LANSING — General Motors is making the largest investment in company history in its home state of Michigan, announcing plans to spend nearly $7 billion to convert a factory to make electric pickup trucks and to build a new battery cell plant.
The moves, announced Tuesday in Lansing, will create up to 4,000 jobs and keep another 1,000 already employed at an underutilized assembly plant north of Detroit.
The automaker plans to spend up to $4 billion converting and expanding its Orion Township assembly factory to make electric pickups and $1.5 billion to $2.5 billion building a third U.S. battery cell plant with a joint-venture partner in Lansing.
Michigan’s economic development board on Tuesday approved $824 million in incentives and assistance for Detroit-based GM. The package was unveiled and authorized by the Michigan Strategic Fund Board. It includes a $600 million grant to GM and Ultium Cells, the venture between the carmaker and LG Energy Solution, and a $158 million tax break for Ultium. The board also approved $66.1 million to help a local electric utility and township upgrade infrastructure at the battery factory site.
Both factories are scheduled to start producing in about two years, as GM rolls the dice on whether Americans will be willing to convert from internal combustion engines to battery power.
The announcement is a critical win for Michigan, which lost out on Ford Motor Co.’s $11 billion investment in three battery plants and a new vehicle assembly plant that went to Kentucky and Tennessee.
GM President Mark Reuss said it made sense for GM to locate the battery factory near its large manufacturing footprint in Michigan. The company’s ability to quickly convert existing factories such as Orion to build solely electric vehicles is a competitive advantage over companies that need to build brand-new plants, he said.
“We’re going to take advantage of that from an assembly plant standpoint, and then we’re going to put the new cell plants in the proximity to supply that footprint,” Reuss said.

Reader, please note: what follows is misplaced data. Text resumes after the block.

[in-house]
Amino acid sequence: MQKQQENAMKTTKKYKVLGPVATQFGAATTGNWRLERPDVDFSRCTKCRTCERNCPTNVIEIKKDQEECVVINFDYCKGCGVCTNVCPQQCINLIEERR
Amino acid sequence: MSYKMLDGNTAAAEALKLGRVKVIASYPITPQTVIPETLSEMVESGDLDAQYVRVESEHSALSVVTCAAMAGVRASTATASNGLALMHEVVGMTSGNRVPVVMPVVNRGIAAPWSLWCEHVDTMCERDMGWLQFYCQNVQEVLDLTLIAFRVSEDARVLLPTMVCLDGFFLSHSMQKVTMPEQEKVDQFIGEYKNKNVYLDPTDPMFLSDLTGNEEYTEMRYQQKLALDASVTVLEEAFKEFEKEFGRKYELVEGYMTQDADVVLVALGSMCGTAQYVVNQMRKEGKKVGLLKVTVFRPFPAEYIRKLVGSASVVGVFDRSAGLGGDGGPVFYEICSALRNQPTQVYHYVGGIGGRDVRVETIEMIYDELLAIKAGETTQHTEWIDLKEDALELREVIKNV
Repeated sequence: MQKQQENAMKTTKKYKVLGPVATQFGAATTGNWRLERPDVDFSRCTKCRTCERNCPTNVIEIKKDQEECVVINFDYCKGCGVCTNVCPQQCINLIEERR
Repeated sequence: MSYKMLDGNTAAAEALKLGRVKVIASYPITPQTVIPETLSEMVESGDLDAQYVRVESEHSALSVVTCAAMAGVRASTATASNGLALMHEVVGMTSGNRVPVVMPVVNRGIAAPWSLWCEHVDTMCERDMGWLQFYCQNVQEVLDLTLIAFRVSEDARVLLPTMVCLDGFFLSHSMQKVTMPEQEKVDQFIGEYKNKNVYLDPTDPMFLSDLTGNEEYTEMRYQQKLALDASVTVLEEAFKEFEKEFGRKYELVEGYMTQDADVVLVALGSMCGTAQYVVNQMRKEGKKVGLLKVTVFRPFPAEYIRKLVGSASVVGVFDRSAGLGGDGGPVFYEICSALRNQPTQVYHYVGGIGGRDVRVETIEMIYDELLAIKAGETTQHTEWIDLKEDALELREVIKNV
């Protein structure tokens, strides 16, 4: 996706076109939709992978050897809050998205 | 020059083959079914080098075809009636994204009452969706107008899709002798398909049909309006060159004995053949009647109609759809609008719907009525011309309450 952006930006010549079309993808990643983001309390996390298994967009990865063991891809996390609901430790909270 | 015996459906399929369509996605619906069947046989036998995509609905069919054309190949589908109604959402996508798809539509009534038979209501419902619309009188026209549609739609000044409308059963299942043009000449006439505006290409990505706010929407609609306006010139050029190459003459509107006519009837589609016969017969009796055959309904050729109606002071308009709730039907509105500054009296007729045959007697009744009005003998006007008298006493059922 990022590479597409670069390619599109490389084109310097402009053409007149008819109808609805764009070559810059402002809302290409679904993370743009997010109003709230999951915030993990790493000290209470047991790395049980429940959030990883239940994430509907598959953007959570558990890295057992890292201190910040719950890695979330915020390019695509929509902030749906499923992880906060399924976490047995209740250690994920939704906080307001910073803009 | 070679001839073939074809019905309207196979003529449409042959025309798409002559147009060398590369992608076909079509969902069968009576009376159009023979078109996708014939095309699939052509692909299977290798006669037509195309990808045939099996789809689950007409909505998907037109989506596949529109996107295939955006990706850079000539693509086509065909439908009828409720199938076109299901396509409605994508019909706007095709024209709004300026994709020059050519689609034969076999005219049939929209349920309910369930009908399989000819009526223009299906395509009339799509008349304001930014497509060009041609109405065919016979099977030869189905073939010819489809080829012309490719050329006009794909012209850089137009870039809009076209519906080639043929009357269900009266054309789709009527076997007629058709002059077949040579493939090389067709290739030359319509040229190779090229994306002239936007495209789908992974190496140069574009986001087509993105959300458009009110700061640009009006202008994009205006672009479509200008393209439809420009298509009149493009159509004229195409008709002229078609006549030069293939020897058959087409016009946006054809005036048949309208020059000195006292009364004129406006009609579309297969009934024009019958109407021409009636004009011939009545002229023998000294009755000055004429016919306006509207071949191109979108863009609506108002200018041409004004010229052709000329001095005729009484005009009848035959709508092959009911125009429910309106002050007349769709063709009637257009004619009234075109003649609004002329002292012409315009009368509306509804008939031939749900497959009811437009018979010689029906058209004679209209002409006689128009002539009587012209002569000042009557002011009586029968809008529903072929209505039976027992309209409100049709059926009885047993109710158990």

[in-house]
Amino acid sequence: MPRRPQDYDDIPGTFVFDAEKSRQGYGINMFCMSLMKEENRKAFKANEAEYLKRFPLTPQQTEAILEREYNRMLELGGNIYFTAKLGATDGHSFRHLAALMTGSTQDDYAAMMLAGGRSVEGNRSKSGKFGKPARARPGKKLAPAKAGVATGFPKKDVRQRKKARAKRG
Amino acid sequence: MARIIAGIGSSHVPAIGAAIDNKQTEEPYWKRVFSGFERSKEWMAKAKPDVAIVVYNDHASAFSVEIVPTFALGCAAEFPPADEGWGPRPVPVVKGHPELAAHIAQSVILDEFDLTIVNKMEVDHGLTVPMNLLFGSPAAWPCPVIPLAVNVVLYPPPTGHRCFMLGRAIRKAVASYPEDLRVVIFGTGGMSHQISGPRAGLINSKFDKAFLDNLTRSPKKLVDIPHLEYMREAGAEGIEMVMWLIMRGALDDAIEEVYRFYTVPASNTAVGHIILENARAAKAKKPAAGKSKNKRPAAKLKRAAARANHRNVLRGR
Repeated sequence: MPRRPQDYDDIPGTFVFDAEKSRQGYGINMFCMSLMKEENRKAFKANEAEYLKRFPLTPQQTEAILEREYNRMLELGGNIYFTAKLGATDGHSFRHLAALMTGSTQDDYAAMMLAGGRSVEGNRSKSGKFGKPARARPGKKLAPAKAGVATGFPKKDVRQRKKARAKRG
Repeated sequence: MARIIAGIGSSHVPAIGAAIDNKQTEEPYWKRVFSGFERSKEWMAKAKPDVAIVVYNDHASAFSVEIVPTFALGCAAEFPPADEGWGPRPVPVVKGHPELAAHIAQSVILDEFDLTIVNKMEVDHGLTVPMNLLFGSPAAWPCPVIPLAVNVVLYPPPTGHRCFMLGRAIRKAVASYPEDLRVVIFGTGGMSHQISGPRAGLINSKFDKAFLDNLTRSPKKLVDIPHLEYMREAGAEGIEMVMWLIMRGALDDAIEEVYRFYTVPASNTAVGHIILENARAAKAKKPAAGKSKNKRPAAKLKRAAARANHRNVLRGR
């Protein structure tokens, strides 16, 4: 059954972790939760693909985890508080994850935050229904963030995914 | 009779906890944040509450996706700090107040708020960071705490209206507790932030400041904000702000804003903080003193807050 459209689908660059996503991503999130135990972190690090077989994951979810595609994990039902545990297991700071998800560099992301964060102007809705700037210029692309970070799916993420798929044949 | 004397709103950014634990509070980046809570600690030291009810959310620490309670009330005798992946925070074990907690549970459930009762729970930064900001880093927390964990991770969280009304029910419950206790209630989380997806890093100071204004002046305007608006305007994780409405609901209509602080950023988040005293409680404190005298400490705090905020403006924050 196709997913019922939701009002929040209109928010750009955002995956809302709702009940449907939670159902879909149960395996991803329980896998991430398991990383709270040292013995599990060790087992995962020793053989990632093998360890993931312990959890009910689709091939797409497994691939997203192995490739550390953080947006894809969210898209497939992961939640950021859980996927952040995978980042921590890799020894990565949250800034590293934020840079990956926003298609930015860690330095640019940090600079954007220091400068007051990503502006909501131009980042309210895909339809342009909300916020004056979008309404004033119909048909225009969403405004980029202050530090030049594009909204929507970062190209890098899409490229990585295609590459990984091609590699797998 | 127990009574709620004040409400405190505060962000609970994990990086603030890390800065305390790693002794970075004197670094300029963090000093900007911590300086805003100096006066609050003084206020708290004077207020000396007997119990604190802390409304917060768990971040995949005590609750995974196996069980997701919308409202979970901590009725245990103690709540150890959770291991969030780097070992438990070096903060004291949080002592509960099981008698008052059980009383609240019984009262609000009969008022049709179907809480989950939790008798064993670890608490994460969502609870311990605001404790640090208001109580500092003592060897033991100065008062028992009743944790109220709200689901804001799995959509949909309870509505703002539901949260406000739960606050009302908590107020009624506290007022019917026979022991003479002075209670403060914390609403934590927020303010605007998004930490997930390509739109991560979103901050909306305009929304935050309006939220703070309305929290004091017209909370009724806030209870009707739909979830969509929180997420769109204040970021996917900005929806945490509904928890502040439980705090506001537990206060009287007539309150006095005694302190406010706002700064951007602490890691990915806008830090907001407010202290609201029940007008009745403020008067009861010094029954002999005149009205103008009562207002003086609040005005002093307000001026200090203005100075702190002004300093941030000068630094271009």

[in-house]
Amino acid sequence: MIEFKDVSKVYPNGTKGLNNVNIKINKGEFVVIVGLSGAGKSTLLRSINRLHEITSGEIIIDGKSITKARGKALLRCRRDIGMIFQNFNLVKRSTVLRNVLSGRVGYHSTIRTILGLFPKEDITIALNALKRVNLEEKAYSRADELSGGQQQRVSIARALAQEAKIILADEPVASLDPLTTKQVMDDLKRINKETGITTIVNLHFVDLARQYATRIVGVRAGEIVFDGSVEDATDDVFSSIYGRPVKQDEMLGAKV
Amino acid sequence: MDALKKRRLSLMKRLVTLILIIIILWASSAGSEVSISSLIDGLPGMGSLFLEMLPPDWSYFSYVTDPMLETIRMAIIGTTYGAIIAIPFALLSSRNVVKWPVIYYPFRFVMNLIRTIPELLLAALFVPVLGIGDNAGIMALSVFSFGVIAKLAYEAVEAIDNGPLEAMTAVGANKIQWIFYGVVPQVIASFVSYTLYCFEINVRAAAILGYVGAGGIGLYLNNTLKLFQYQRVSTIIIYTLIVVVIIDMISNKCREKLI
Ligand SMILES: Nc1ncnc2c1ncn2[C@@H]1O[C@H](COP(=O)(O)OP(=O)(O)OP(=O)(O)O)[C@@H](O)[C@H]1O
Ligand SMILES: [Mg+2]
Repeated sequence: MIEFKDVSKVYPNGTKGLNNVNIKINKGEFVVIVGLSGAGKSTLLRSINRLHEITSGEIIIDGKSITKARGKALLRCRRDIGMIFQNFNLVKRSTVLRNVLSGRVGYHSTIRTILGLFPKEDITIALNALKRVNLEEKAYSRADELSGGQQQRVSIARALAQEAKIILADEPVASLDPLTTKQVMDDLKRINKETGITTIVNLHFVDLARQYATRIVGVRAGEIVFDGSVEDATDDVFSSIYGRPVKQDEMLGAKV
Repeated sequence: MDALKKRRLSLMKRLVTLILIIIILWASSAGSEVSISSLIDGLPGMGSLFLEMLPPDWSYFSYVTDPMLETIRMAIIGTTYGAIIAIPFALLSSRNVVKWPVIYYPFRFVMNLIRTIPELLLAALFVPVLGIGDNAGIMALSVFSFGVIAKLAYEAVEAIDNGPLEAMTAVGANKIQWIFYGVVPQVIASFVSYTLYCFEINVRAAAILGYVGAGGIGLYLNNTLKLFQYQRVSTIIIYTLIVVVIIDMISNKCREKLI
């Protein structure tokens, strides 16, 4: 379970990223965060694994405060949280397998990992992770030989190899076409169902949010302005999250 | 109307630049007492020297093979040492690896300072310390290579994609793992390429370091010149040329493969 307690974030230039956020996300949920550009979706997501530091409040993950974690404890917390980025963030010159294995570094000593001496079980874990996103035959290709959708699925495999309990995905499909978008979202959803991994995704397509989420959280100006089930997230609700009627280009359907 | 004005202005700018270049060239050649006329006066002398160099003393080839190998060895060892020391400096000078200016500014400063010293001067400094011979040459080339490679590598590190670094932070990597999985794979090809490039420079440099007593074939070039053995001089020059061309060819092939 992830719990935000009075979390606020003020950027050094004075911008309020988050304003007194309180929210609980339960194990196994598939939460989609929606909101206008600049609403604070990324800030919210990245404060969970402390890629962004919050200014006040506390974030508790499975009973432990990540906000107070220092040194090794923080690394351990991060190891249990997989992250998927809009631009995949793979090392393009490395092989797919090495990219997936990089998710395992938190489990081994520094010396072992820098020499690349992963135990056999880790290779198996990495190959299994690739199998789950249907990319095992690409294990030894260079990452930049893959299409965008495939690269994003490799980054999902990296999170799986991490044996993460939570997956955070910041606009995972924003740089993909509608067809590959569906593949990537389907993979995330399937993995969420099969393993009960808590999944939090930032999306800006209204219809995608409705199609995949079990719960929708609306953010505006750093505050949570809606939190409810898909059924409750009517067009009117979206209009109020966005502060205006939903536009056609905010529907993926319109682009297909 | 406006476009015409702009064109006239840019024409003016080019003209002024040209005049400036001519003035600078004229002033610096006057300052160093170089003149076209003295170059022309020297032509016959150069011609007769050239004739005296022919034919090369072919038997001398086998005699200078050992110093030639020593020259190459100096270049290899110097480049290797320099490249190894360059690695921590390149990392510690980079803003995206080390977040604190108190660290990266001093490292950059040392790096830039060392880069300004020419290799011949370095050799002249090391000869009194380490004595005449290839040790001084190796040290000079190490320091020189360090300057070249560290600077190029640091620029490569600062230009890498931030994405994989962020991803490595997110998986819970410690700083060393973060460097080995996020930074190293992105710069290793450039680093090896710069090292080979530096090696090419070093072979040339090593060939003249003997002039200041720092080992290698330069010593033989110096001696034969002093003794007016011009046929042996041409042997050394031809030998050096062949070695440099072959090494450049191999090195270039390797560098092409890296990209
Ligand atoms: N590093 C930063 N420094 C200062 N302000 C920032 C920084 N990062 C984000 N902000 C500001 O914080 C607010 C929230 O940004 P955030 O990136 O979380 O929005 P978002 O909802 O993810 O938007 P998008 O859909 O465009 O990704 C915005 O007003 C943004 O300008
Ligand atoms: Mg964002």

GM said it will build four battery cell factories in North America. The Lansing announcement is its third, but Reuss said more may be needed as the transition to electric vehicles continues. The location of the fourth plant has not been announced.
“We’ve said four for now, but the adoption rate is rapid,” Reuss said. The other battery plants are being built in Lordstown, Ohio, and Spring Hill, Tennessee.
In Michigan, officials realized the critical nature of winning the GM investment after Ford’s announcement last year.
“The shift to electrification is truly revolutionary, and investment decisions being made now will have positive or detrimental impacts on regions for decades to come. The important of securing this investment to both the local and broader state economy cannot be overstated,” state economic development officials wrote in a memo requesting the incentives. They are separate from locally approved incentives, including a special power rate for the battery plant and tax abatements.
GM and Ultium, they said, considered multiple states for the new battery factory.
GM CEO Mary Barra plans to announce the Michigan spending at a morning news conference near the Capitol with Gov. Gretchen Whitmer, state lawmakers and others.
The development came months after Michigan missed out on three Ford Motor Co. battery factories and an electric vehicle assembly plant that were placed in Kentucky and Tennessee. The governor and the Legislature recently set aside $1 billion to land major business projects, two-thirds of which is for the GM facilities.
GM has set a goal of selling only electric passenger vehicles by 2035.